• Thank you, Sasha. I’m glad you enjoyed the review. Dara Singh’s films, from what I’ve seen so far, have only one pivotal point: to showcase Dara Singh’s strength. So the fights are thebig thing – though the songs are often quite nice too.

      He was a real icon in India, not just in the 60s, when he was starring in all these films, but also later. I remember people using his name as a synonym for a strong man. And there were entire legends about how much he would consume during one day (including 250 gms ghee, according to a newspaper article I happened to read yesterday. Whew!)

      Ah, so you watch MasterChef India? Like it? ;-) I remember watching part of one episode, just out of curiosity – and I turned off the TV after 10 minutes or so. I think MasterChef Australia has spoilt me for anything else. ;-)


      • Hey Dustedoff. My laptop decided to call it quits on me, so here I am, editing chapters for others on my iPod. Such a pain in the butt.

        Hmm, somewhat like Houdini’s or Jackie Chan’s films? It’s alright, I like my heroes to throw a couple of punches. (I was dancing at the end of Jab Pyar Kisi Se Hota Hai cos Dev bashed Pran up. I’m crazy.)

        Yeah, my grandma said he was VERY famous in Singapore too. Cool, huh? And ooof, I’d give anything for a bit of ghee now. American food is… meh.

        MasterChef India was really good, I liked it! My grandma liked Chef Vikas Khanna (At this age too!) a lot. I remember staying up late to watch it on Star Plus. :D And speaking about TVs, I was trying to watch the Classic Legends episode for Goldie (It was the one I absolutely wanted to watch) online, and I was having a good time UNTIL. It got cut off and there was no other version for it on the Net. AND JUST WHEN HE WAS GOING TO START TALKING ABOUT GUIDE! HOW IS THIS FAIRRRRRR. -CRIES-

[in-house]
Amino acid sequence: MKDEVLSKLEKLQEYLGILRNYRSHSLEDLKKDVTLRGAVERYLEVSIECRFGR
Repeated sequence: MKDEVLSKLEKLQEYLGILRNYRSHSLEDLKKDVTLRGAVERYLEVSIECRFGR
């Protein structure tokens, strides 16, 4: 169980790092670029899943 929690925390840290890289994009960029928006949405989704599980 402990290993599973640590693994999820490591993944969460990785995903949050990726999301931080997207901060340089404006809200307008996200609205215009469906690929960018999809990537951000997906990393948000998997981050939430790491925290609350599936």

• It’s pretty creditable that Dara Singh was very famous in Singapore too. Good! I’m glad it wasn’t just the RKs and Nargises who got their share of love outside of India. :-) Dara SIngh certainly deserved it.

          The first MasterChef series I watched was MasterChef Australia, and it’s so fantastic that everything pales in comparison – the American version is just too full of backbiting and meanness, and the Indian one, from what I saw of it, was more like a “why I’m so miserable, I need the prize” sob story. And it seemed to lack the professionalism that is a hallmark of the Australia series.


          • Yup! But my grandma was crazy over all my favorite actors too. You know, I’m so jealous – she’s seen Shammi! Argh! Soooooooo jealous! -cries- And she had her photo taken with Dharmendra. SOOOOO JEALOUS. -cries again-


            Oh, the American MasterChef was full of… uhm, strong language. The Indian one was pretty tame, and I liked it that way. I’ve seen a couple of episodes of MasterChef Australia and it was amazing. :D


  3. And when I learned he had died, my first reaction was – “Oh my God, not another one of the legends… sigh.” So… yeah. It was kind of unexpected actually. RIP Dara Singh. :(


  4. Great tribute, Madhu. ‘Sweet’ is just the right word to describe the man, never mind that he probably looked like Goliath. RIP Daraji. S is sadder than I have ever seen him – Dara Singh used to play football with him and his friends every Sunday on Juhu Beach – he was their goalee.

    Coming to your review:
    but even they couldn’t have distorted any film to this extent.